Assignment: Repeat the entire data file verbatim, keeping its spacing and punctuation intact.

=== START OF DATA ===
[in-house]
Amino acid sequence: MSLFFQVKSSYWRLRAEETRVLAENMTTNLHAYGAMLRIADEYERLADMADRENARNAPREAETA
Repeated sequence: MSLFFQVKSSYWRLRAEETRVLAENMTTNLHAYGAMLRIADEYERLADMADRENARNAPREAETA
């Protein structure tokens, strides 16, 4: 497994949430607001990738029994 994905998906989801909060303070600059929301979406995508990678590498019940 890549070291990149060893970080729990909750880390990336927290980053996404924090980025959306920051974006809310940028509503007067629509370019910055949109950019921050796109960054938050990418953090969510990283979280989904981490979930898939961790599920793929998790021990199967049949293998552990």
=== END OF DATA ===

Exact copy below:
[in-house]
Amino acid sequence: MSLFFQVKSSYWRLRAEETRVLAENMTTNLHAYGAMLRIADEYERLADMADRENARNAPREAETA
Repeated sequence: MSLFFQVKSSYWRLRAEETRVLAENMTTNLHAYGAMLRIADEYERLADMADRENARNAPREAETA
């Protein structure tokens, strides 16, 4: 497994949430607001990738029994 994905998906989801909060303070600059929301979406995508990678590498019940 890549070291990149060893970080729990909750880390990336927290980053996404924090980025959306920051974006809310940028509503007067629509370019910055949109950019921050796109960054938050990418953090969510990283979280989904981490979930898939961790599920793929998790021990199967049949293998552990």